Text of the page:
Upcoming: THE MAIDENS by Alex Michaelides (Celadon/W&N)

MichaelidesA-MaidensUSThe Maidens by Alex Michaelides has been getting a fair amount of pre-publication buzz. It’s the author’s second novel (his debut was The Silent Patient). The synopsis suggests an intriguing campus thriller, and certainly piqued my interest:

Edward Fosca is a murderer. Of this Mariana is certain. But Fosca is untouchable. A handsome and charismatic Greek tragedy professor at Cambridge University, Fosca is adored by staff and students alike-particularly by the members of a secret society of female students known as The Maidens.

Mariana Andros is a brilliant but troubled group therapist who becomes fixated on The Maidens when one member, a friend of Mariana’s niece Zoe, is found murdered in Cambridge.

MichaelidesA-MaidensUKMariana, who was once herself a student at the university, quickly suspects that behind the idyllic beauty of the spires and turrets, and beneath the ancient traditions, lies something sinister. And she becomes convinced that, despite his alibi, Edward Fosca is guilty of the murder. But why would the professor target one of his students? And why does he keep returning to the rites of Persephone, the maiden, and her journey to the underworld?

When another body is found, Mariana’s obsession with proving Fosca’s guilt spirals out of control, threatening to destroy her credibility as well as her closest relationships. But Mariana is determined to stop this killer, even if it costs her everything-including her own life.

Alex Michaelides’s The Maidens is due to be published by Celadon Books in North America (June 15th) and W&N in the UK (June 10th). Looking forward to reading this.

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Review: THE SHAKESPEARE REQUIREMENT by Julie Schumacher (Doubleday)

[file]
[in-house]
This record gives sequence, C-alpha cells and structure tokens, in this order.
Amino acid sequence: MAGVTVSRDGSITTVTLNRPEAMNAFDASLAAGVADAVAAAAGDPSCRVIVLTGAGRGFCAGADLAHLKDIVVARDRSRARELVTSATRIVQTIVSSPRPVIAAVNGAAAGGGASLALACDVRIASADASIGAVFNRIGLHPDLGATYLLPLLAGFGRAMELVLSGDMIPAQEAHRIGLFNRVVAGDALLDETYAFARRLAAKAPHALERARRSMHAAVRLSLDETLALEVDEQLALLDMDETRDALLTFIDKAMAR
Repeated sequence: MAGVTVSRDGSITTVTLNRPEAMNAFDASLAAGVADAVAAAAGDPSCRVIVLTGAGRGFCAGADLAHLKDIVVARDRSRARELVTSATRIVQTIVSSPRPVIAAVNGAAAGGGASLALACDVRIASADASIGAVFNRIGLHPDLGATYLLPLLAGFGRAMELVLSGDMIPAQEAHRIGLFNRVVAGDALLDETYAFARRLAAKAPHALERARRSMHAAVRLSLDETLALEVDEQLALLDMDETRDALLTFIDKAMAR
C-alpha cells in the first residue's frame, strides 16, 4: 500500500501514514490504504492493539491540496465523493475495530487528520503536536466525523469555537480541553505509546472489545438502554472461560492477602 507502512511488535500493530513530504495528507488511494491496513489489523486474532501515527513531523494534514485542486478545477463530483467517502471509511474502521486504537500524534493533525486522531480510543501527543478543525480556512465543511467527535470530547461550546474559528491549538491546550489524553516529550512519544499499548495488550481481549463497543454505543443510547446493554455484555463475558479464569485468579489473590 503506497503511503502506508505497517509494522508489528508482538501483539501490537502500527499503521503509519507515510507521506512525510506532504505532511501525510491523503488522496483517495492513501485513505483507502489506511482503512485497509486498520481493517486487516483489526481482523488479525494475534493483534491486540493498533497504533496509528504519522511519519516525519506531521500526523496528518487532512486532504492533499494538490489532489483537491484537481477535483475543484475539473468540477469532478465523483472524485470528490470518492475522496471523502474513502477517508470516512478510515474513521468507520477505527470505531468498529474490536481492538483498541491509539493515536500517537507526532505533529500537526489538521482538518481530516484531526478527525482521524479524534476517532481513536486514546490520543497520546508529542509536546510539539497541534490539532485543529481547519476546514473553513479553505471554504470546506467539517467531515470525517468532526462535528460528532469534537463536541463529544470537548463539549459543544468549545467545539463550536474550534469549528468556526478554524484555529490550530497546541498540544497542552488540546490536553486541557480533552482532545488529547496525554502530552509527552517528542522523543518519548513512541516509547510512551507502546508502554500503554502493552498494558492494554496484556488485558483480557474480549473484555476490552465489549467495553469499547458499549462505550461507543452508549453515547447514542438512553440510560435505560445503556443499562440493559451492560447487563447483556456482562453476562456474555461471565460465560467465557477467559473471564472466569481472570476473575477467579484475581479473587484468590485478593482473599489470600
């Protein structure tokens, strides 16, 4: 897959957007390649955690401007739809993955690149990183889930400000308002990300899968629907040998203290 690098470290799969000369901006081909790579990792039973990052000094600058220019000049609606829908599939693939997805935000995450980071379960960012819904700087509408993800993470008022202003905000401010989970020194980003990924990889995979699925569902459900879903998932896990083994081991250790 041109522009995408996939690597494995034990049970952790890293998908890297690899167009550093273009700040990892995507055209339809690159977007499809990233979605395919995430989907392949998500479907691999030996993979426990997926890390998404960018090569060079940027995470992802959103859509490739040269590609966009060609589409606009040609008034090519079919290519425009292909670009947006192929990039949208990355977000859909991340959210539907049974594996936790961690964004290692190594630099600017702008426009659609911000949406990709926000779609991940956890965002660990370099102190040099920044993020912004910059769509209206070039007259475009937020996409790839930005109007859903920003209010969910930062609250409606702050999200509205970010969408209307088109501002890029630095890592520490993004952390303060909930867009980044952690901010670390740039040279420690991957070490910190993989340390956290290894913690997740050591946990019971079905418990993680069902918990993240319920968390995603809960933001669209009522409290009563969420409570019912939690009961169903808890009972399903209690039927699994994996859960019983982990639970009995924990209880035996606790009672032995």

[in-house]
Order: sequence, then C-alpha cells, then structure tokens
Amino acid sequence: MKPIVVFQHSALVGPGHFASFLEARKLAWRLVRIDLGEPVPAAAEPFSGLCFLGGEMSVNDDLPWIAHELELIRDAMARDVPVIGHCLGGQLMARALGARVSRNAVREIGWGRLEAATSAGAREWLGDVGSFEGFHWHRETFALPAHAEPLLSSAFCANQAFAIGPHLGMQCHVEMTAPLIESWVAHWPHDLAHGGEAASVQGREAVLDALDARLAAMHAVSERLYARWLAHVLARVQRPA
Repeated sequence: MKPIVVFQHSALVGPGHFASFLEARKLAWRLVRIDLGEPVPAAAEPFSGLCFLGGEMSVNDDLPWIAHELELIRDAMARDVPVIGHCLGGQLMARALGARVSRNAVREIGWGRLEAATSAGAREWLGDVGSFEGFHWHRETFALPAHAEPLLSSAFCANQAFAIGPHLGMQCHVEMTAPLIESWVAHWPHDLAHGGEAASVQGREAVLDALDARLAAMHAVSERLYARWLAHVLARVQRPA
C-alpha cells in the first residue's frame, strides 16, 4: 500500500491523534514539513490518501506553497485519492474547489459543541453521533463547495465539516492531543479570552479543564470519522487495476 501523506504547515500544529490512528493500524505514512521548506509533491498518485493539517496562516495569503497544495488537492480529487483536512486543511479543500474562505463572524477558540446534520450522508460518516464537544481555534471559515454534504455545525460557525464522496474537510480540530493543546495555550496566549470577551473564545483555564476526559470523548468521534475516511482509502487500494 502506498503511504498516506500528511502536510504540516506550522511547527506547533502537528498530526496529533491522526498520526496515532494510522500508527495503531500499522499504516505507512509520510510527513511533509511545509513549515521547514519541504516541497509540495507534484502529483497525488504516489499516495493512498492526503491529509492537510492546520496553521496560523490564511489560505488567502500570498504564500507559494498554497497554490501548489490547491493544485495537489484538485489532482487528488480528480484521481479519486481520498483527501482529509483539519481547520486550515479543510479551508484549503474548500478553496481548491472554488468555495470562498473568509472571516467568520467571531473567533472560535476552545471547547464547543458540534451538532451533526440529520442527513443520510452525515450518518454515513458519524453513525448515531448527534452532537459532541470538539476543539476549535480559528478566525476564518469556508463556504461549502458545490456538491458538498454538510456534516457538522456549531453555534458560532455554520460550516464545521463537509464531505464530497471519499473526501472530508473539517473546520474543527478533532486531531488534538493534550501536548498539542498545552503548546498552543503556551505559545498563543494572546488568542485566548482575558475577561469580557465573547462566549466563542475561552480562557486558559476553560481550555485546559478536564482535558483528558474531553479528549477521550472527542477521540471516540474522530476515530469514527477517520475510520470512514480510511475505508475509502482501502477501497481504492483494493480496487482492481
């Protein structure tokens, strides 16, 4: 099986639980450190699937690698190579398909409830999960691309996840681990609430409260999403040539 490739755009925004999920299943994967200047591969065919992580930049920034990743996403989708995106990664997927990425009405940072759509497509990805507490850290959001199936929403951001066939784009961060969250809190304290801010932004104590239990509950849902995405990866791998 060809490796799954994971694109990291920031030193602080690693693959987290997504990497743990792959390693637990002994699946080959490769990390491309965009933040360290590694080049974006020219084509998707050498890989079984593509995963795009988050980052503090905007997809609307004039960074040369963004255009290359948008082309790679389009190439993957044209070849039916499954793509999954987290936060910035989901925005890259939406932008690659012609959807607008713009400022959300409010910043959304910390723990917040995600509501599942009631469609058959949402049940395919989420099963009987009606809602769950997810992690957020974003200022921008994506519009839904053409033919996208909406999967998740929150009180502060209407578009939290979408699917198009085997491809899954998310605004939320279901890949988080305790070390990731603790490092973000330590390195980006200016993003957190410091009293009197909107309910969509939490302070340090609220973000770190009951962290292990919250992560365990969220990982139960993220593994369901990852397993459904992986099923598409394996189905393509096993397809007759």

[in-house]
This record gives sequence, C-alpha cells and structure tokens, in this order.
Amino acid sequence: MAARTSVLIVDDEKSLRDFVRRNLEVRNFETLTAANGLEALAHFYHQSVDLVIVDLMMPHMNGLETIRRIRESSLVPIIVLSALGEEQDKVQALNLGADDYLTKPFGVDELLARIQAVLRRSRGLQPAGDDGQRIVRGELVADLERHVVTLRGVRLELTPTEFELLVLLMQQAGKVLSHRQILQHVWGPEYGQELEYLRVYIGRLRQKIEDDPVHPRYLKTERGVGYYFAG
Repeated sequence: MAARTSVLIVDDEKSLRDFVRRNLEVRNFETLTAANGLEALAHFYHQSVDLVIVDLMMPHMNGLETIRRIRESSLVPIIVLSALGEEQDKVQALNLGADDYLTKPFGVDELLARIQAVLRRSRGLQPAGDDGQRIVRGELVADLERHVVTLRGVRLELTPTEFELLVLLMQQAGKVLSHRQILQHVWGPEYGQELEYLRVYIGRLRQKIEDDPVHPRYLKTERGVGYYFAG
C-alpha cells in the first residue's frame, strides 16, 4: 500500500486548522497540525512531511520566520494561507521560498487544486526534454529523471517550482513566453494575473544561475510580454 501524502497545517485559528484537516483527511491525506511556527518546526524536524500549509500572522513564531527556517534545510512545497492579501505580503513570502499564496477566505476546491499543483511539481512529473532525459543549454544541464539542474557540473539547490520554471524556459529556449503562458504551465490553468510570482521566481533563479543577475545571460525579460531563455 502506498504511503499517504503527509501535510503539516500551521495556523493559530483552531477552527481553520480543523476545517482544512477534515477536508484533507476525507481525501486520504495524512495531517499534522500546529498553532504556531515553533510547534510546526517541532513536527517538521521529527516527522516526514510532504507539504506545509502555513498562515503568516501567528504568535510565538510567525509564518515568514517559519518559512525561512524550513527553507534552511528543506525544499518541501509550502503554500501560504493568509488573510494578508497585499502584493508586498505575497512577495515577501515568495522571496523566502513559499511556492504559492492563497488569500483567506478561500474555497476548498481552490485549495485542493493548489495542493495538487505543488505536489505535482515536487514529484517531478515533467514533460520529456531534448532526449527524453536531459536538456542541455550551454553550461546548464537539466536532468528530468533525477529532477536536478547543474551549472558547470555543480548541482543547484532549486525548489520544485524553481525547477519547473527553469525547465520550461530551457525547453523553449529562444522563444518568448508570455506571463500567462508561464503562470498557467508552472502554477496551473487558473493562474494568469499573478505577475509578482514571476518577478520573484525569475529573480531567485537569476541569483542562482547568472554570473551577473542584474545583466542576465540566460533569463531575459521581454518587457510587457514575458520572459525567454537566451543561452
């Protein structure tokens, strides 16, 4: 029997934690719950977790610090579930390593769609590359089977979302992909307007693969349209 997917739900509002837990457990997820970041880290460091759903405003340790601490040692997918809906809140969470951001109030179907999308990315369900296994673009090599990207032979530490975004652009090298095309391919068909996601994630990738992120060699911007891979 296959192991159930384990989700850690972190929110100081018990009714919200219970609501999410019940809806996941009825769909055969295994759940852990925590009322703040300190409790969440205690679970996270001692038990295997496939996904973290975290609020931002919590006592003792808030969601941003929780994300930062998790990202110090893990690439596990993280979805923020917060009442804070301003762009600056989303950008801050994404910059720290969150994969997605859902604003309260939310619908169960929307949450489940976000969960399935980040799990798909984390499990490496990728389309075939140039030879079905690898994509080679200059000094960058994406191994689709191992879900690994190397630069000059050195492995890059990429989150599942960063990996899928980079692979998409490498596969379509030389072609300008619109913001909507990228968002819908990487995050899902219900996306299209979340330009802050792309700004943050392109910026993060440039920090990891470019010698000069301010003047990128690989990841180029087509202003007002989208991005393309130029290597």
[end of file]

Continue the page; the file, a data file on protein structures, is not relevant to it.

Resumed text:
SchumacherJ-JF2-ShakespeareRequirementUSA fantastic follow-up to Dear Committee Members

The slings and arrows of outrageous fortune keep hitting beleaguered English professor Jason Fitger right between the eyes in this hilarious and eagerly awaited sequel to the cult classic of anhedonic academe, the Thurber Prize-winning Dear Committee Members. Once more into the breach…

Now is the fall of his discontent, as Jason Fitger, newly appointed chair of the English Department of Payne University, takes arms against a sea of troubles, personal and institutional. His ex-wife is sleeping with the dean who must approve whatever modest initiatives he undertakes. The fearsome department secretary Fran clearly runs the show (when not taking in rescue parrots and dogs) and holds plenty of secrets she’s not sharing. The lavishly funded Econ Department keeps siphoning off English’s meager resources and has taken aim at its remaining office space. And Fitger’s attempt to get a mossbacked and antediluvian Shakespeare scholar to retire backfires spectacularly when the press concludes that the Bard is being kicked to the curricular curb.

Lord, what fools these mortals be! Julie Schumacher proves the point and makes the most of it in this delicious romp of satire.

Julie Schumacher’s previous novel, Dear Committee Members was one of my favourite novels of 2014: it was funny, warm-hearted, extremely well-written, and populated by familiar and endearing (albeit hapless) characters. In The Shakespeare Requirement, the author reunites readers with characters at Payne University. Written in a slightly different style, it is no less engaging, amusing and sharply observed. Another excellent novel. Continue reading

Mini-Review: DEAR COMMITTEE MEMBERS by Julie Schumacher (Doubleday/Friday Project)

SchumacherJ-DearCommitteeMembersUSAn amusing, epistolary novel of academia, modern life and literature

Jason Fitger is a beleaguered professor of creative writing and literature at Payne University, a small and not very distinguished liberal arts college in the midwest. His department is facing draconian cuts and squalid quarters, while one floor above them the Economics Department is getting lavishly remodeled offices. His once-promising writing career is in the doldrums, as is his romantic life, in part as the result of his unwise use of his private affairs for his novels. His star (he thinks) student can’t catch a break with his brilliant (he thinks) work “Accountant in a Bordello”, based on Melville’s Bartleby. In short, his life is a tale of woe, and the vehicle this droll and inventive novel uses to tell that tale is a series of hilarious letters of recommendation that Fitger is endlessly called upon by his students and colleagues to produce, each one of which is a small masterpiece of high dudgeon, low spirits, and passive-aggressive strategies.

A very quick review, here. I’d heard about this novel a fair bit in the lead-up to publication, and as someone who has spent an awful lot of time at academic institutions, I was intrigued by the premise: a story told through a series of Letters of Recommendation. I was not disappointed. Continue reading